AFC South: 081712 preseason obs


Some thoughts on the Jaguars’ 27-24 win over the Saints Friday night in New Orleans:

Justin Blackmon looked the part: I saw a physical, confident receiver who made himself available for Blaine Gabbert. On an early catch, he stopped and went backwards to allow a tackler to miss and gain some extra yards. And he pulled in a dart from Gabbert on a third-and-7, skipped a defender who tried for the ball and bolted into the end zone for a 16-yard touchdown. He wound up with four catches for 48 yards and the score. I thought it was a strong start that showed us a bit about who he can be.

Gabbert: A smooth and efficient night for the second-year quarterback. If he plays like this, the Jaguars are going to be a competitive team that surprises a lot of people making the too-easy prediction the Jags will struggle. He connected on 13 of 16 passes for 112 yards, two touchdowns and a 135.4 passer rating. Those numbers were enhanced a bit by replacement officials who were too quick with pass interference flags. But Gabbert was not sacked and he looked confident and in command, stepping up to deliver the ball with minimal concern about what might have been closing in on him. He fired one pass to Mike Thomas even as he was getting hit by Junior Galette. Take it all as a major cause for encouragement with him as he built on last week’s good showing.

Rashad Jennings and the run game: The Saints were not in a tackling mood, and the Jaguars took advantage. Jacksonville averaged 5.5 yards on the ground, with Jennings turning 11 touches into 62 yards. He continues to look like a starting-caliber back to me in the absence of Maurice Jones-Drew.

The rush: Defensive end Jeremy Mincey is not Jared Allen or Julius Peppers. But he’s not “just” a high effort guy, either. He was a real pain in this game, hounding Drew Brees as a consistent presence in the backfield. He can really be a tone setter. We also saw some flashes of just how dangerous Andre Branch’s speed can be coming off the other edge.

Coverage: The Jaguars got picked apart by Brees at times -- particularly on the nine-play, 85 yard drive that cut the Jags lead to 17-10 -- but that’s what the Saints can do. Jacksonville was without Derek Cox (hamstring) and Rashean Mathis (resting knee on turf) so the corner depth got work. William Middleton was draped on Devery Henderson when he made a strong, one-handed catch of a perfect 8-yard touchdown throw.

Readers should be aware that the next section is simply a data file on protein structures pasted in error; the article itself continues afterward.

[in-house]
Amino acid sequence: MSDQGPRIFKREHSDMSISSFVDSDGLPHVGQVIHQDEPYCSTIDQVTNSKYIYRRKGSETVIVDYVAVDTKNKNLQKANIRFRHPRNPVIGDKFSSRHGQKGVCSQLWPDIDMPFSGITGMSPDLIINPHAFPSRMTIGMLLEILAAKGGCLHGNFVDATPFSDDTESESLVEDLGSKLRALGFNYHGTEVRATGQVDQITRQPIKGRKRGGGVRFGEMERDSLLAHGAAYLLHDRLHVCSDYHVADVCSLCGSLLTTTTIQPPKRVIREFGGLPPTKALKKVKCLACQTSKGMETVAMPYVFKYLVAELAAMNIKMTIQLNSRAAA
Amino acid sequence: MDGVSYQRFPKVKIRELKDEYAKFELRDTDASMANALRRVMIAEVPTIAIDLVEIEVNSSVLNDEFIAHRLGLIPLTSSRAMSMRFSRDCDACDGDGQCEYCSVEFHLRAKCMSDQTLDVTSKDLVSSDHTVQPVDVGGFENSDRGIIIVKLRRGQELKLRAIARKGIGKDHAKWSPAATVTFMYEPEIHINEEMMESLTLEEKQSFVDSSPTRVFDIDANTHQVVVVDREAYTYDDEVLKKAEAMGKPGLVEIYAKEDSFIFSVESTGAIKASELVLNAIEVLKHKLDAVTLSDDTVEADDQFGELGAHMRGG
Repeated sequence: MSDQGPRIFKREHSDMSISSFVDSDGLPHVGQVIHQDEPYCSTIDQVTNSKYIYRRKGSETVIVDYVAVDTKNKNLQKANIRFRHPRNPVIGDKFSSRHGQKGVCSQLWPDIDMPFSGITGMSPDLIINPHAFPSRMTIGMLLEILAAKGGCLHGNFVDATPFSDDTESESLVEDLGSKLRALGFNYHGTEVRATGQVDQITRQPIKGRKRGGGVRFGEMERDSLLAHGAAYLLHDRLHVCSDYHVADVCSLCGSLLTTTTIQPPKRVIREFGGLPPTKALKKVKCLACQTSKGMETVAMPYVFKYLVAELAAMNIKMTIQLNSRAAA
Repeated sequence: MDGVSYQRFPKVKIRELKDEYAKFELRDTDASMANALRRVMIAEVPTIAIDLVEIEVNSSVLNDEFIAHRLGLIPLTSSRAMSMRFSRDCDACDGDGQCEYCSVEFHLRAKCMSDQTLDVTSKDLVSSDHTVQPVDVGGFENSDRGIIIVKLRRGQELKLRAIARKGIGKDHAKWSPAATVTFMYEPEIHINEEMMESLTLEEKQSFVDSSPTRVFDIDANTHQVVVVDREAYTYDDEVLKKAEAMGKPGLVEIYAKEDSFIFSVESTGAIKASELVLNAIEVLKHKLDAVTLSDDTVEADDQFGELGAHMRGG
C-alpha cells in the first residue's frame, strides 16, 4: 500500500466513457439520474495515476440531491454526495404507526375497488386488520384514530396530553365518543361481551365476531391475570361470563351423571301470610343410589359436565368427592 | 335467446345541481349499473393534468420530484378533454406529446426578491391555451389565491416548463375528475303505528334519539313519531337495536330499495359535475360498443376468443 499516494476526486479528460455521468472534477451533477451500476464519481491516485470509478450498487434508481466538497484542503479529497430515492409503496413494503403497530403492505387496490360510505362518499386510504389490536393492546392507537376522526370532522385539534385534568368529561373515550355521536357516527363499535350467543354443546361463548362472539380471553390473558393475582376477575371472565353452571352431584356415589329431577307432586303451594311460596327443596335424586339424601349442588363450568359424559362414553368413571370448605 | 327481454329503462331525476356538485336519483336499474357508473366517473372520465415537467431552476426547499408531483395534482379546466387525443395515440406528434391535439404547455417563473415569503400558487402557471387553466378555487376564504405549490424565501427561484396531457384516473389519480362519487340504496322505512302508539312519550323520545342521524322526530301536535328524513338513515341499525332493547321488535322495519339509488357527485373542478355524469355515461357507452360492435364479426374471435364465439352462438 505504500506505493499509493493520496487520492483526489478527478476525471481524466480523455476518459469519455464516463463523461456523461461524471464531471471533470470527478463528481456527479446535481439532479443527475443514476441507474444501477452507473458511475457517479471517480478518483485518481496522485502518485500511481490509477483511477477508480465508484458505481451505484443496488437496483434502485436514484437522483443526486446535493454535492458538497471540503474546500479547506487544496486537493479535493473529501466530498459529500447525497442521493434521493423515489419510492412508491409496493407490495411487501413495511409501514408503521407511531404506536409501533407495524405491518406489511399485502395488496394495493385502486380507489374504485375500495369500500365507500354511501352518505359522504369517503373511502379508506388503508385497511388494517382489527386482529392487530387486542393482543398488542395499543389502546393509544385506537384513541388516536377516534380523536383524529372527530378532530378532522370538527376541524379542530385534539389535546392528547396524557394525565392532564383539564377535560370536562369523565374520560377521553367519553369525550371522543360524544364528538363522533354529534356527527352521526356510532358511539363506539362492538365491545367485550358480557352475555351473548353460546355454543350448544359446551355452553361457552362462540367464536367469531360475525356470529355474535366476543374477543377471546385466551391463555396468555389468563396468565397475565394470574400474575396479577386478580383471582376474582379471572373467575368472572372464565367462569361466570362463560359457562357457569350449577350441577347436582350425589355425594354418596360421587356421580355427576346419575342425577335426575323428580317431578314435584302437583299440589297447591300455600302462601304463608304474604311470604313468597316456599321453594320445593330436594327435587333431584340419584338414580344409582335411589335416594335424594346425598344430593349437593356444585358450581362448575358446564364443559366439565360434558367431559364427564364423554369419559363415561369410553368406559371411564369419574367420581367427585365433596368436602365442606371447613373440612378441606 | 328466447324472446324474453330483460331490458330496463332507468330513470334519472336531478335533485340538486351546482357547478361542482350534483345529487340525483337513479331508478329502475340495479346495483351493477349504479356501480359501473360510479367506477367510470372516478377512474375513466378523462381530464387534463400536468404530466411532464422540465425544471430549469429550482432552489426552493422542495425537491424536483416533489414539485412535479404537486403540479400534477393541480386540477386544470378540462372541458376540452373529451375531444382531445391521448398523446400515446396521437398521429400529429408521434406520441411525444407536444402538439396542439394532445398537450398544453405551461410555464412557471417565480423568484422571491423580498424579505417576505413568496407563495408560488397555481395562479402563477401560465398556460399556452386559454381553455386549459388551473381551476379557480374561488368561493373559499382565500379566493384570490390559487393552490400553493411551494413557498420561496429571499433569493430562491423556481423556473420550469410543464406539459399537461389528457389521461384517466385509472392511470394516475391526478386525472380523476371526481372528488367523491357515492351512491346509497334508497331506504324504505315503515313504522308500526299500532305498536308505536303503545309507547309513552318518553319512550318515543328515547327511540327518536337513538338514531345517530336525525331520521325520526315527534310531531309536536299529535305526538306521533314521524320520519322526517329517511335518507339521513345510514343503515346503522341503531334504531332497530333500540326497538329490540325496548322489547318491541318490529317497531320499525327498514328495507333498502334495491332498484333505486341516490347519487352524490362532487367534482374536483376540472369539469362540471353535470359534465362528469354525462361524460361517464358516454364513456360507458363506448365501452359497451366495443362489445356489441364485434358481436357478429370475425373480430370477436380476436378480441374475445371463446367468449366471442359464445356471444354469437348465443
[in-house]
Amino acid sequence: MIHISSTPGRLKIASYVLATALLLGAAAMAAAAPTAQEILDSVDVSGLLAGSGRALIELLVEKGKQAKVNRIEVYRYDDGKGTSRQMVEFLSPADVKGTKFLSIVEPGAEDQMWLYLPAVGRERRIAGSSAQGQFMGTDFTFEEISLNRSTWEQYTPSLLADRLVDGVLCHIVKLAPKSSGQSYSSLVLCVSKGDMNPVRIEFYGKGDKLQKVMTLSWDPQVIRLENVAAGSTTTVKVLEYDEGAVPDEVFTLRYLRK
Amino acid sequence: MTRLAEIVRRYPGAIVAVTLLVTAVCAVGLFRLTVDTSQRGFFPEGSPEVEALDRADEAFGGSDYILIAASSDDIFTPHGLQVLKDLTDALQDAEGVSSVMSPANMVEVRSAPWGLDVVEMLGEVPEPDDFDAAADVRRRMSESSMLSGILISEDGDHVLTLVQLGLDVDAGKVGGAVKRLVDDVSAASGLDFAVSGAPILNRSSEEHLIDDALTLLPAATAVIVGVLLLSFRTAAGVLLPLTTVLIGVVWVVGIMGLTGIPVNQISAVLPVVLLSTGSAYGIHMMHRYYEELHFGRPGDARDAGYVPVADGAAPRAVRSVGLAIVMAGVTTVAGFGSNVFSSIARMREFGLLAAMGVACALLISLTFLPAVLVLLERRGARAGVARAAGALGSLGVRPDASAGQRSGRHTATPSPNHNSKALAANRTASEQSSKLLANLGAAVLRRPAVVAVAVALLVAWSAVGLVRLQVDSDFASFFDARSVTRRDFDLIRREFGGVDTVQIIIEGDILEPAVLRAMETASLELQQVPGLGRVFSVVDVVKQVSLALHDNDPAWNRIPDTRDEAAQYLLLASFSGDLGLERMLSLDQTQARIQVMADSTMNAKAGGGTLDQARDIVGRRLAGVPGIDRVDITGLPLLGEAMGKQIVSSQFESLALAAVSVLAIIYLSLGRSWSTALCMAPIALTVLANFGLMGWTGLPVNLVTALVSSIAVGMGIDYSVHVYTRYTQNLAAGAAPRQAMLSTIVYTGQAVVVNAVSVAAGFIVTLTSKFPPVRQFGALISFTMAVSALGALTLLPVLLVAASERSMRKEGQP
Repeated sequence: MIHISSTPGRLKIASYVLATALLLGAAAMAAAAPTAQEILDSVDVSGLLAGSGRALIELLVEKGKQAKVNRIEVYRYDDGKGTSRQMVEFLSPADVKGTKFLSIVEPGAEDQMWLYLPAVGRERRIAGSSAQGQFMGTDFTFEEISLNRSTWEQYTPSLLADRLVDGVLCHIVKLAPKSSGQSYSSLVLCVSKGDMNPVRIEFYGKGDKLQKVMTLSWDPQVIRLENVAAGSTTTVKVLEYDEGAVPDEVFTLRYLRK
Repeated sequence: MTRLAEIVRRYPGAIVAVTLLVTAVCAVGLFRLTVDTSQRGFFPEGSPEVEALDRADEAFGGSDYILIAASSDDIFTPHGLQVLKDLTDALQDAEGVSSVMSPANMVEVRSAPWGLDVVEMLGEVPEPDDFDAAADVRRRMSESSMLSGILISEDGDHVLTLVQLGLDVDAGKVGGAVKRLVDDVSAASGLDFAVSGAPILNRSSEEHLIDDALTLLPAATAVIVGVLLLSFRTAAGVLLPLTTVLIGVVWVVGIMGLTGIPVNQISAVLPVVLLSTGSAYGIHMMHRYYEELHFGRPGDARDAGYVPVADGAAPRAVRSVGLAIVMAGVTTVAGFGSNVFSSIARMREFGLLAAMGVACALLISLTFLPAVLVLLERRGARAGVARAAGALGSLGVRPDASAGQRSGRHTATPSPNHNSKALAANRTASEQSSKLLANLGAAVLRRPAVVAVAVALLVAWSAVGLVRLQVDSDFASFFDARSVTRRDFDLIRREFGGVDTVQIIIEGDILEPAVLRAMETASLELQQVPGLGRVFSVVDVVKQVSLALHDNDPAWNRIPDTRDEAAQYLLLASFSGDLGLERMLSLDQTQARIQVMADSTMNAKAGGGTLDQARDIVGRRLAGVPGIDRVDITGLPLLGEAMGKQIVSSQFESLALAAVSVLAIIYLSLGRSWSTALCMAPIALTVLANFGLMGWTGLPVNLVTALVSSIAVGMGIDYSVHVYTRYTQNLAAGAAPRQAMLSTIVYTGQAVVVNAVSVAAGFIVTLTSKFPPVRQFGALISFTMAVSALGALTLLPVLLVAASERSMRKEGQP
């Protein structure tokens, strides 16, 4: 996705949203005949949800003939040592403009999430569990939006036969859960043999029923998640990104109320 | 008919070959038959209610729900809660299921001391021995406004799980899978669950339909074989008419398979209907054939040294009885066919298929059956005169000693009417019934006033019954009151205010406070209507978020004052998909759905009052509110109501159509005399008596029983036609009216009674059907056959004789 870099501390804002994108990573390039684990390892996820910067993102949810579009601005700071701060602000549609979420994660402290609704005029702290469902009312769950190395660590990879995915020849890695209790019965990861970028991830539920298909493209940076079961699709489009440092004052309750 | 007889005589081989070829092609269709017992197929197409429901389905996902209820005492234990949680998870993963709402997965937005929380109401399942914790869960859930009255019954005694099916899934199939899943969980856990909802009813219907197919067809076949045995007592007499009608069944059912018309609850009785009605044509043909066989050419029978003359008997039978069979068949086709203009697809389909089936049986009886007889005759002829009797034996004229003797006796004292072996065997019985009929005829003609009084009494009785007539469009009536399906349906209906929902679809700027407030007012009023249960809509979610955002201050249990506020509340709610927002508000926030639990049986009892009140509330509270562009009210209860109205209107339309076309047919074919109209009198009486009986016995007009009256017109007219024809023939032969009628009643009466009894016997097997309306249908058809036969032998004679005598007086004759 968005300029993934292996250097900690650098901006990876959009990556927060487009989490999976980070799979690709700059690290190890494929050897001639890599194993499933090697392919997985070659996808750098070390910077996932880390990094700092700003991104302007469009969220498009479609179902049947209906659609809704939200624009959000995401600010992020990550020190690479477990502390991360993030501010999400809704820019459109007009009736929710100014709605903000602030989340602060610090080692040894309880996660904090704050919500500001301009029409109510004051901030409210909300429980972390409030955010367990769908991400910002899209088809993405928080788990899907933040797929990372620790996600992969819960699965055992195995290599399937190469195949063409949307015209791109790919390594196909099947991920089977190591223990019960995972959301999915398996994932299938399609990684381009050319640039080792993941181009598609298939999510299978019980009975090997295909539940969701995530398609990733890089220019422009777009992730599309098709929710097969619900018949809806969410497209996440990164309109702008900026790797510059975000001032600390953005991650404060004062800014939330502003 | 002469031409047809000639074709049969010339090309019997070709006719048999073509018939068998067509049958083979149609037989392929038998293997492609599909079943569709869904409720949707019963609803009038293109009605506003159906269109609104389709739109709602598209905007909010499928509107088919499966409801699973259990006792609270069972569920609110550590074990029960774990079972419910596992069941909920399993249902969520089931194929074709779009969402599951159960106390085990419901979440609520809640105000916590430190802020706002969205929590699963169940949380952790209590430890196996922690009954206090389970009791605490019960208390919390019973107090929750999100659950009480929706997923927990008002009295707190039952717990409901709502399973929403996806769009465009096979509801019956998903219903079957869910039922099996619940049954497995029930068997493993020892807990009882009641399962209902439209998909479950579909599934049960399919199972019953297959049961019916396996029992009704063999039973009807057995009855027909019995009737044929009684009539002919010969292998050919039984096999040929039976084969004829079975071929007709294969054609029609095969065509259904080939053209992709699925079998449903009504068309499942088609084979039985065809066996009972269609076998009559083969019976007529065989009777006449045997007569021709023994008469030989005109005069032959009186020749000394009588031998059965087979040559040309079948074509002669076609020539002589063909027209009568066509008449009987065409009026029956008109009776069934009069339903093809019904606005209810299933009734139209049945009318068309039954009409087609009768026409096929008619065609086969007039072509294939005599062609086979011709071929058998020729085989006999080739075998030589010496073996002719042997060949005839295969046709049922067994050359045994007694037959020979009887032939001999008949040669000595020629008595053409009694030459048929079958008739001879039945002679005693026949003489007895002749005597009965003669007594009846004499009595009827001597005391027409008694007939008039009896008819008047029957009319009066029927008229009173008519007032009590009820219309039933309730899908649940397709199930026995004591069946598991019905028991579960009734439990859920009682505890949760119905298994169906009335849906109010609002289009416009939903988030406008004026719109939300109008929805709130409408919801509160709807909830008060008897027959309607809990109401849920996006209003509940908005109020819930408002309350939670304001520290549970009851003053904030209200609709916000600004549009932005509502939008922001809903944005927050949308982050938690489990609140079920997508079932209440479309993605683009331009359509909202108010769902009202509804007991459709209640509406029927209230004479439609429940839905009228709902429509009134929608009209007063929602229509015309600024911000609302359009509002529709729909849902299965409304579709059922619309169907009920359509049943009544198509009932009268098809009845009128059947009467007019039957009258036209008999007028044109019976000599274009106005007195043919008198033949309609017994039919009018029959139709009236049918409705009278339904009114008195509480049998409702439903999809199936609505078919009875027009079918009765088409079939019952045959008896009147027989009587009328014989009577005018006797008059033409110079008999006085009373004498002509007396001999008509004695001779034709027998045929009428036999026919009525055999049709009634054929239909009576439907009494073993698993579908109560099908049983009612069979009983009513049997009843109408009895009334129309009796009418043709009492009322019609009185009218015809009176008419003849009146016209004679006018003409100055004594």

Winning it: Preseason results don’t mean much, of course. But you’d rather have the late drive to win a game than not, and Jordan Palmer provided it -- a 12-play, 74-yard march that ended with an 11-yard TD pass to undrafted rookie Kevin Elliott with 13 seconds left to provide the winning margin.
Brief thoughts on what we saw from the Titans in their 30-7 win at Tampa Bay:

Quarterback play: Jake Locker hardly seized the starting job in a big chance as the starting quarterback. On an early third-and-long he slid right, stepped up, pump-faked and threw a bad ball back toward the middle. It was over Kendall Wright, an easy pick for Ahmad Black who nearly took it back to the end zone. Damian Williams was open on one side and Chris Johnson may have been open on the other when Locker looked for Wright.

Locker made another bad choice in the second quarter, throwing for Wright in the end zone from the Buccaneers’ 14-yard line. Two defenders were in front of the rookie receiver, and the Titans were fortunate it wasn’t picked.

Later, Black clobbered Javon Ringer near the left sideline and was flagged for a personal foul. Locker’s ball for Ringer was uncatchable -- though perhaps Ringer wasn’t where he should have been. Jared Cook had a drop and Cook and Nate Washington were on top of each other for a pass in their direction.

Playing all but the last series of the first half, Locker finished 4-of-11 for 21 yards, the pick and a passer rating of 7.0.

Matt Hasselbeck didn’t play long, but hit on 4 of 5 passes for 29 yards and a 90.8 rating.

But it wasn’t a night that gave the Titans a lot of new information in sorting out what to do at quarterback.

Johnson: The running back was more explosive, more decisive and more effective than a week ago in Seattle.

He carried 10 times for 46 yards and scored twice, showing more purpose. CJ got some yards inside and looked like his old self showing the necessary patience and then getting outside and around the corner.

It’s the sort of stuff I needed to see in order to feel like he’s in position to get back on track once the games count. The Titans didn’t throw to him, so the level of his focus as part of the pass game remains unresolved.

Everybody who got carries produced for Tennessee. They amassed 216 yards, led by another nice night for Darius Reynaud (10 carries for 75 yards).

The defense: The Titans showed a solid pass rush, and while there was some blitz mixed in, a good deal of the pressure came from the defensive line, including three of four sacks. That’s encouraging.

Sen'Derrick Marks knifed through for a quick sack that also forced a fumble. Jurrell Casey was disruptive inside as well. And it wasn’t only the tackles. The ends were part of the action.

Linebacker Akeem Ayers did well to deflect a pass that was intercepted by Alterraun Verner for another turnover that set up points.

Tampa Bay was not at all threatening and doesn’t look like much of an offensive team.

On this night, the Titans ensured Tampa Bay never found much life. The Bucs managed just six first downs, 81 net yards and a long drive of 33 yards -- on their last possession of the game.

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